District Six: this time the bulldozers are there to build houses
Long-buried houses revealed as diggers clear the site for housing
Work on the final phases of the District Six restitution project has begun. The national department of agriculture, land reform and rural development is having the ground cleared and rubble removal as mandated by the courts.
When we visited the site last week with Mandy Sanger, education manager at the District Six Museum, two mechanical diggers were loading soil into waiting trucks. The remains of long-buried houses and streets have been uncovered by the site preparations.
Sanger said that it was a shock to see them.
District Six was the site of some of the first racially motivated forced removals in the Cape, when there was an outbreak of plague at the turn of the 20th century. In February 1901, the epidemic had Cape Town in its grip.
According to Public Health and Society in Cape Town, 1880-1910, Elizabeth Boudina van Heyningen’s 1989 doctoral thesis, black Africans were scapegoated by the local press and politicians as spreaders of disease. The plague most likely entered SA via British warships, which were ferrying troops and supplies to the South African War.
District Six, near to the docks, was particularly affected. Local authorities used the plague as an opportunity to reshape the city. They began by removing black African residents from Horstley Street in District Six to Uitvlugt, where plague hospitals had been set up. Uitvlugt would later expand to become the “location” of Ndabeni. During the next century the city would be reshaped, often by racial diktat.
Under the Group Areas Act, in 1966, District Six was declared a whites-only area. Removals started in 1968 and by the early 1980s, 60,000 people, mostly coloured families, had been removed from the area to the Cape Flats.
District Six, described as a “slum”, was razed to the ground to make way for new buildings, including the Cape Peninsula University of Technology (formerly Cape Technikon), and residential housing for whites, which was never built.
Horstley Street, buried by apartheid bulldozers almost half a century ago, is now exposed to daylight once more. The boiler room of the old Tafelberg Hotel, off what used to be called Constitution Street, can be entered again — if only through a narrow gap in the earth.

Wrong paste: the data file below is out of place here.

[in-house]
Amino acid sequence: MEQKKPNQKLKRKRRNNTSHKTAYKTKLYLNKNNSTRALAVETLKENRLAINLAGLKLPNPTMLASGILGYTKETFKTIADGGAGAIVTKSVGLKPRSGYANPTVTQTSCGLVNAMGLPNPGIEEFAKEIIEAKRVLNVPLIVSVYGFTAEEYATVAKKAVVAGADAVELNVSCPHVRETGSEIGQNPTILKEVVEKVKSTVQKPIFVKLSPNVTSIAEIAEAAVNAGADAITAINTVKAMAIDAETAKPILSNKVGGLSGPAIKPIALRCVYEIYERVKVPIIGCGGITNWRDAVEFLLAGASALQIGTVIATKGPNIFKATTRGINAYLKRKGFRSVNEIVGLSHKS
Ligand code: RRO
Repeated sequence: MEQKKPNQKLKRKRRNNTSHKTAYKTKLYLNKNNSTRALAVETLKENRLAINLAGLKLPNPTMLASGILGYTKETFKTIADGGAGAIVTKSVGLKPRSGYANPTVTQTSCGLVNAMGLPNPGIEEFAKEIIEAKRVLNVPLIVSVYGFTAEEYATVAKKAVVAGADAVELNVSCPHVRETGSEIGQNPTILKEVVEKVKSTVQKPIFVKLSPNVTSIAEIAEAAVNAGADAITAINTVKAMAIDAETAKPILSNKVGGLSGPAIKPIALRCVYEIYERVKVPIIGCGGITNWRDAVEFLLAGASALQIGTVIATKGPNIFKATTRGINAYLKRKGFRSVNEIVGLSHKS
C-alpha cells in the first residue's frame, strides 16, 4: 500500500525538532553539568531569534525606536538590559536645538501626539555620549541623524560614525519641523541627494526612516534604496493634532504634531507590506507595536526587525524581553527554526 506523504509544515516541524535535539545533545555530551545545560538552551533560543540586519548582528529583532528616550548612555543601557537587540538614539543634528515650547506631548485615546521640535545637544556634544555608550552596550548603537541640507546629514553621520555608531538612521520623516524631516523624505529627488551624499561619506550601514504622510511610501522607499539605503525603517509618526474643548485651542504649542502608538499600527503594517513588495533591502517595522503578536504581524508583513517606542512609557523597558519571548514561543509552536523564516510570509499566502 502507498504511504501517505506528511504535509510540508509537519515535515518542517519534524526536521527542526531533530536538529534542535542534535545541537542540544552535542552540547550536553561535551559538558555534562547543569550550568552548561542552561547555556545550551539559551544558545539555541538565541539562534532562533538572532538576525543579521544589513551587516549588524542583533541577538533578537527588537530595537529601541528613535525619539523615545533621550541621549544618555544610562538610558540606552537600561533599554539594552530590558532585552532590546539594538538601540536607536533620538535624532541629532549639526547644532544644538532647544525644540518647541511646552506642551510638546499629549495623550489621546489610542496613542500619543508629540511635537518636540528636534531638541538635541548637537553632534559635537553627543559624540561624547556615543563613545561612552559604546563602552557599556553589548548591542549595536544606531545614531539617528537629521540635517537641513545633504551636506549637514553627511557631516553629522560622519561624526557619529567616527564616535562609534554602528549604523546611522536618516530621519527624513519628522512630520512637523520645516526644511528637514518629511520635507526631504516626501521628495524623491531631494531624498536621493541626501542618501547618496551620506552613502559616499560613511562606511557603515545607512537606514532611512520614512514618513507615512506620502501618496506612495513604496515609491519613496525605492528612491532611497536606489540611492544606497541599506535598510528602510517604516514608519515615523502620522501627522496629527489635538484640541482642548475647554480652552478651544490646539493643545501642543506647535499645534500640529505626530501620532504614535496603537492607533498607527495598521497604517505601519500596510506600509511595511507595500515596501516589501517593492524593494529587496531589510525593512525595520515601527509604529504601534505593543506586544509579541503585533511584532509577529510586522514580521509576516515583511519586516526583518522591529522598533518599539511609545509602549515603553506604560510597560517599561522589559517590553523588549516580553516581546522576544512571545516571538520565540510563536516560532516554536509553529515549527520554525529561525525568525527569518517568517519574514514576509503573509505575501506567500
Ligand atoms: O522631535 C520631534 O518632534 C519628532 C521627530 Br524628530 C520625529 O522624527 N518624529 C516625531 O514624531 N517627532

There are about 20 people living on and near the site in a circle of tents. A woman, who has been living on the site for four years and did not want to give her full name, said the group had been approached by the city and told that they must move.
She and others have been collecting scrap metal from the recently exposed ruins, mostly heavy steel bars. The department of agriculture, land reform & rural development plans to restore District Six within three years.
On December 17 2019, minister Thoko Didiza submitted plans for the redevelopment of District Six, following a long court battle led by the District Six Working Committee. On February 26 this year, director-general Mdu Shabane told parliament that R1.4bn had been allocated to the District Six restoration project.
Kelvin Naidoo, director of projects, told GroundUp that work at the site was in preparation for the next three phases of the restitution work.
According to the plans published on the department website, the area being cleared forms part of phase 3 of the plan. This space will contain 212 housing units by 2022, at a total cost of R325m.
In total, 954 homes will be constructed, according to the plans. The homes are to go to people who were evicted from District Six by the apartheid government, and who lodged restitution claims between 1994 and 1998.
According to the plans, 75% of the dwellings will be allocated according to the order in which claims were lodged; and 25% will be allocated “in terms of secondary criteria of special needs cases. These will consist of the following categories: old age, infirm health and indigence”.
Marian Nieuwoudt, the Mayco member for spatial planning, Heritage Western Cape, issued an archaeological permit to the national department for the removal of the rubble to prepare the sites for development.
“As the city understands, the intention is to retain as much of the in-situ historic fabric, particularly any road surfaces, kerb stones and anything similar.”
Chrischené Julius, acting director of the District Six Museum, said the museum had not had any communication from the department about excavations on the site, nor any communication with the archaeologists on site.
“The excavation has caught everyone unawares and has caused a lot of panic and trauma for District Sixers,” she said.
But Naidoo said: “Consultations with community representatives are ongoing and are intended to remain for the duration of the project so that beneficiaries are kept abreast of progress on site.”
• This article was first published by GroundUp